For a low risk, singleton pregnancy, women see either an OB or a midwife every 4 weeks until about 6 months. I don’t see an OB or a midwife. I saw an OB for my first appointment at Kaiser, but that was mainly to confirm that I wasn’t crazy and making up a story about being pregnant with triplets. Once she saw 3 babies with 3 strong heartbeats, I was handed off to a Perinatologist, or doctor of Maternal Fetal Medicine (MFM). They deal with high risk pregnancies, which I am. I get to see him every 2 weeks for now, but I’m sure that as my birth window approaches, I’ll see him more often. In general, triplets pregnancies go to 32-34 weeks. I’ve read a few stories about women going to 35, but that is it. They just run out of room, and can’t grow properly past that point. I was told that, thanks to PCOS and the risk factors it involves, I can realistically expect to deliver any time after 28 weeks. By 28 weeks they are developed enough to survive, but would have a very lengthy NICU stay.

My MFM does an in depth scan of one baby at each appointment with a quick check of the other two. At our appointment last week it was discovered that baby A has velamentous cord insertion (VCI). At my appointment this past Monday it was discovered that baby C also has VCI. He is still not concerned about them having it because it isn’t generally a problem except during delivery. I’m pretty sure that them having this will guarantee a c-section, but we’ll find out more once I get closer to birth day.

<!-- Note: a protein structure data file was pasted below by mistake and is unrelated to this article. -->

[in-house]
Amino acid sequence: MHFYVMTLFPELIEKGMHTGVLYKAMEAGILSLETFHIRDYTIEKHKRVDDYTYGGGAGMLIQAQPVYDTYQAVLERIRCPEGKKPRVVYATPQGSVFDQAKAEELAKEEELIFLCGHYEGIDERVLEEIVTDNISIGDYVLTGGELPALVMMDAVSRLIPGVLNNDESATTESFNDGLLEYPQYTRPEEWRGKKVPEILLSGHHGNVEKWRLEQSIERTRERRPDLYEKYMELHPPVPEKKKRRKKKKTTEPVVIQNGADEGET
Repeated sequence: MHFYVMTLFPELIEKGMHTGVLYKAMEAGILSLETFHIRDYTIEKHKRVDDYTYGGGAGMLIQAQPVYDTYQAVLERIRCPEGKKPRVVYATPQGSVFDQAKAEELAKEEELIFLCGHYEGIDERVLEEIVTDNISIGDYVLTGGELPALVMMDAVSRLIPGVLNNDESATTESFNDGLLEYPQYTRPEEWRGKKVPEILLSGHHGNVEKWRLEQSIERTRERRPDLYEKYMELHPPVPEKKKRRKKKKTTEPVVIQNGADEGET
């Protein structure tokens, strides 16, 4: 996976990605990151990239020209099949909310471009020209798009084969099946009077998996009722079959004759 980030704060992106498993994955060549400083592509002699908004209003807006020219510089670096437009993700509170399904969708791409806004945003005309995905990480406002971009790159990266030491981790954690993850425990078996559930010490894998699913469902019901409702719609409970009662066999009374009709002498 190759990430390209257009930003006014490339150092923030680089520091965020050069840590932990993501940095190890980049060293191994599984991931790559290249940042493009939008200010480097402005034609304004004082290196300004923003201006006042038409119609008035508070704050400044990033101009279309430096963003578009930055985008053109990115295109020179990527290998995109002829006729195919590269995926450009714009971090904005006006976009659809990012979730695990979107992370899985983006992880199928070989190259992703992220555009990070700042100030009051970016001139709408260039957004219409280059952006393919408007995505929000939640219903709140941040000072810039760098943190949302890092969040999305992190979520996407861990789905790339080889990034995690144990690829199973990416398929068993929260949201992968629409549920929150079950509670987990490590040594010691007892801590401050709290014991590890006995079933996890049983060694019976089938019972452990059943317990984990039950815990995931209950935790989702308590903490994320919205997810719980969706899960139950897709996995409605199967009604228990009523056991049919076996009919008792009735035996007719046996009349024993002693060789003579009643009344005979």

I don’t think I ever posted about an estimated due date, but for a single baby it would have been April 15th. Alas, I will not make it anywhere near that date. We are currently aiming for March 10th, when I’ll be one day shy of 34 weeks. If it is possible to go until March 17th I’d be thrilled, but we can’t know that yet. The earliest they can come and be okay is January 28th, but we are super hoping that doesn’t happen because it will mean months in the NICU versus weeks.

Here are this weeks ultrasound pictures:

Baby A

Baby B

Baby C

We found out the sexes on October 24th, and if you look carefully at the photo that brought you to this post you should be able to find out too!



2 thoughts on “17 weeks: Half Way Cooked!

  1. YAY!!!!!!! (And because I am nerd…I am very excited to say I have found your clues in the pictures). Glad the news in public. Aunt Sarah loves these nuggets already. Katie and Eric and I were at coffee the other day talking about “The Triplets,” as their nickname now is. Katie calls debs on holding/caring for The Triplets: “one for Auntie Ashley, one for Uncle David, one for me.” Ha ha. Obviously only when you guys are ready for that…

    Liked by 1 person